WASHINGTON (AP) — President Barack Obama's health care overhaul was on track to beat expectations with more than 7 million Americans signing up for health insurance by deadline day Monday, government officials told The Associated Press.
The 7 million target, thought to be out of reach by most experts, was in sight on a day that saw surging consumer interest as well as vexing computer glitches that slowed sign-ups on the HealthCare.gov website.
Two government officials confirmed the milestone, speaking on condition of anonymity because they were not authorized to discuss the matter ahead of an official announcement.
Seven million was the original target set by the Congressional Budget Office for enrollment in private health insurance plans offered through new online federal and state market places created under Obama's signature legislation.
That was scaled back to 6 million after the disastrous launch of HealthCare.gov last fall. Several state-run websites also had crippling problems.
Hundreds of thousands of Americans who rushed to apply for health insurance Monday faced long, frustrating waits and a new spate of website ills on deadline day.
At times, more than 125,000 people were simultaneously using HealthCare.gov, straining it beyond its capacity. For long stretches Monday, applicants were shuttled to a virtual waiting room where they could leave an email address and be contacted later.
The 2010 passage of the Affordable Care Act has been the No. 1 legislative achievement of Obama's presidency.
But after taking the majority in the House of Representatives in the 2010 elections, Republicans have voted more than 50 times to revoke or seriously undermine the program, widely known as "Obamacare." Those bills have never made it to the floor in the Democratic-controlled Senate.
House Speaker John Boehner said Monday that Republican lawmakers remain committed to repealing Obama's law.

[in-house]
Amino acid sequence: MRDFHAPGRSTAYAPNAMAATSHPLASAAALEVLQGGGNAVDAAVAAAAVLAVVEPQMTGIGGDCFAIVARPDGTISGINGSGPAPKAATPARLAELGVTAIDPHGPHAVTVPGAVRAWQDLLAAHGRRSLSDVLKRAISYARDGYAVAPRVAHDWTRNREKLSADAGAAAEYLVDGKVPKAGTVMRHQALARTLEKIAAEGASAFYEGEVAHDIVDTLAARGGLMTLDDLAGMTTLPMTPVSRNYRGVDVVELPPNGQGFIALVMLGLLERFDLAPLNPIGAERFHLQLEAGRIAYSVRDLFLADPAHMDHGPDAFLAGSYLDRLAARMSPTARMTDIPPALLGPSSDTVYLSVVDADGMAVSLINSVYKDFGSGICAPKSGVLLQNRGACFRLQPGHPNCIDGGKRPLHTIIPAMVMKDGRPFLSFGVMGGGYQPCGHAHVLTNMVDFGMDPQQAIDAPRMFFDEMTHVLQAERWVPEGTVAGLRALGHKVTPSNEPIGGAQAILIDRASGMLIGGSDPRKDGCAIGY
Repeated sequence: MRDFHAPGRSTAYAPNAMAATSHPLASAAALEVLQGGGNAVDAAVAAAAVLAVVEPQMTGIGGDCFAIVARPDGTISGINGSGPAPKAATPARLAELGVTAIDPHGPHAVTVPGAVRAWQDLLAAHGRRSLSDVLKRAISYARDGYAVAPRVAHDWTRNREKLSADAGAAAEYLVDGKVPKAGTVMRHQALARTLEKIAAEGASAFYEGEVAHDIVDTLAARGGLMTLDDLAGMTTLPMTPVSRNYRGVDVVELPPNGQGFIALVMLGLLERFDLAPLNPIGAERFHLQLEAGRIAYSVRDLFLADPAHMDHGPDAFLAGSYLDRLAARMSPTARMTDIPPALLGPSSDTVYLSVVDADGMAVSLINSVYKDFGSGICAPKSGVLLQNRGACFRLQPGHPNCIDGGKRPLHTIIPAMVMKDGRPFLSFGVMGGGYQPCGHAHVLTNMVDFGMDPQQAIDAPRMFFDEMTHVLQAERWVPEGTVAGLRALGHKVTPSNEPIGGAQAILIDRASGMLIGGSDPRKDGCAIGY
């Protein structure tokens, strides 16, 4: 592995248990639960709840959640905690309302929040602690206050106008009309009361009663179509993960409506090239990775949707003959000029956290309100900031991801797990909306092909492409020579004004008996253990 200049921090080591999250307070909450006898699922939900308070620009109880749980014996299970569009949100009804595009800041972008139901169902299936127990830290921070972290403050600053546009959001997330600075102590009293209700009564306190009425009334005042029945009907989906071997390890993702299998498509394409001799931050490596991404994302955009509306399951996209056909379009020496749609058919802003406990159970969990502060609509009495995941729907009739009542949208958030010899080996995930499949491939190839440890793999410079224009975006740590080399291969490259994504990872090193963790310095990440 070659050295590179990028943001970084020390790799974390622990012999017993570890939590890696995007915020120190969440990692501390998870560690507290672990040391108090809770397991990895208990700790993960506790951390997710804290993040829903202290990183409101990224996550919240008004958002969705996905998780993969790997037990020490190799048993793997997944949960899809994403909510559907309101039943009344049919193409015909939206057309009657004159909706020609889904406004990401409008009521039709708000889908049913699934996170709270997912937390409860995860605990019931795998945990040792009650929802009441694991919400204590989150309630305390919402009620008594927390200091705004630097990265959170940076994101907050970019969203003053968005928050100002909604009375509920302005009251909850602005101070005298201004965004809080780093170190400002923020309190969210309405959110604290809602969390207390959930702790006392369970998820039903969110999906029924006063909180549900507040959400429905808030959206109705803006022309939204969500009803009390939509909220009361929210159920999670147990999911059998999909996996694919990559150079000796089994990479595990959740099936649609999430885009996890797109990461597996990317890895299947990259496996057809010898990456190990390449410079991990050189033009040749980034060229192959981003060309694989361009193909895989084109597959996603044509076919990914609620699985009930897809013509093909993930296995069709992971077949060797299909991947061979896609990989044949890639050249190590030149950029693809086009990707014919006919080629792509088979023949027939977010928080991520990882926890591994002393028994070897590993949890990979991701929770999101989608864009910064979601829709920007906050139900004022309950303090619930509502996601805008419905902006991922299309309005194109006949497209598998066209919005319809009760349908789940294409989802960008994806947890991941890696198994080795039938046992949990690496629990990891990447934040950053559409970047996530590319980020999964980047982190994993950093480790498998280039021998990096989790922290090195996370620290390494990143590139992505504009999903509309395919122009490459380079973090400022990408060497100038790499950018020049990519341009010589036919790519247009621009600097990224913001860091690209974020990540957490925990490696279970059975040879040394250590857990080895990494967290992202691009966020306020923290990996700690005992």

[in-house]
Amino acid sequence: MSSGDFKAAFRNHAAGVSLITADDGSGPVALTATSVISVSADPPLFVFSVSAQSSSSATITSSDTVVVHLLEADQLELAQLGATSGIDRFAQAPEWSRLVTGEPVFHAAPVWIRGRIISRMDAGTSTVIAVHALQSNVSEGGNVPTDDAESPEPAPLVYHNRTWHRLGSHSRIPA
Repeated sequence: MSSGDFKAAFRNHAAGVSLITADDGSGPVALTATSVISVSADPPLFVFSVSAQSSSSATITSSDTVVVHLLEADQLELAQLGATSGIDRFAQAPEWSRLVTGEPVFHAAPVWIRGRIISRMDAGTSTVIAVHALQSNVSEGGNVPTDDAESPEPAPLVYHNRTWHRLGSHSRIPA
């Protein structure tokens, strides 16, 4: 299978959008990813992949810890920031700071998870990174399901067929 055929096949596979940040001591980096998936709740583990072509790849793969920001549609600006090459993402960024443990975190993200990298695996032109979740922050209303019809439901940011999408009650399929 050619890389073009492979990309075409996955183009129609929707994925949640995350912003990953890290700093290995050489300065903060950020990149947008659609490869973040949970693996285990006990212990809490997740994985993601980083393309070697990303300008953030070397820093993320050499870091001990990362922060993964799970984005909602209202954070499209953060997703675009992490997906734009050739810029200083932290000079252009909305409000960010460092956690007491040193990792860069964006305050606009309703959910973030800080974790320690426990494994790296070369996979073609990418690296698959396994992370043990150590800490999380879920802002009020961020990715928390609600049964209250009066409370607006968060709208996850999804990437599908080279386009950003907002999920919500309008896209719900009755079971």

Since the initial enrollment began in October, millions of Americans have signed up for health insurance through the state and federal exchanges, with many of the policies heavily subsidized to make them affordable for lower -and-middle income people.
Officials said the site had not crashed but was experiencing very heavy volume. The website, which was receiving 1.5 million visitors a day last week, had recorded about 2 million through 3 p.m. EDT (1900 GMT). Call centers have received more than 840,000 calls.
Supporters of the health care law fanned out across the country in a final dash to sign up uninsured Americans. People not signed up for health insurance by the deadline, either through their jobs or on their own, were subject to being fined next year by the Internal Revenue Service, the federal tax collection agency, and that threat was helping drive the final dash.
The administration announced last week that people still in line by midnight Monday would get extra time to enroll.
The website stumbled early in the day — out of service for nearly four hours as technicians patched a software bug. Another hiccup in early afternoon temporarily kept new applicants from signing up, and then things slowed further. Overwhelmed by computer problems when launched last fall, the system has been working much better in recent months, but independent testers say it still runs slowly.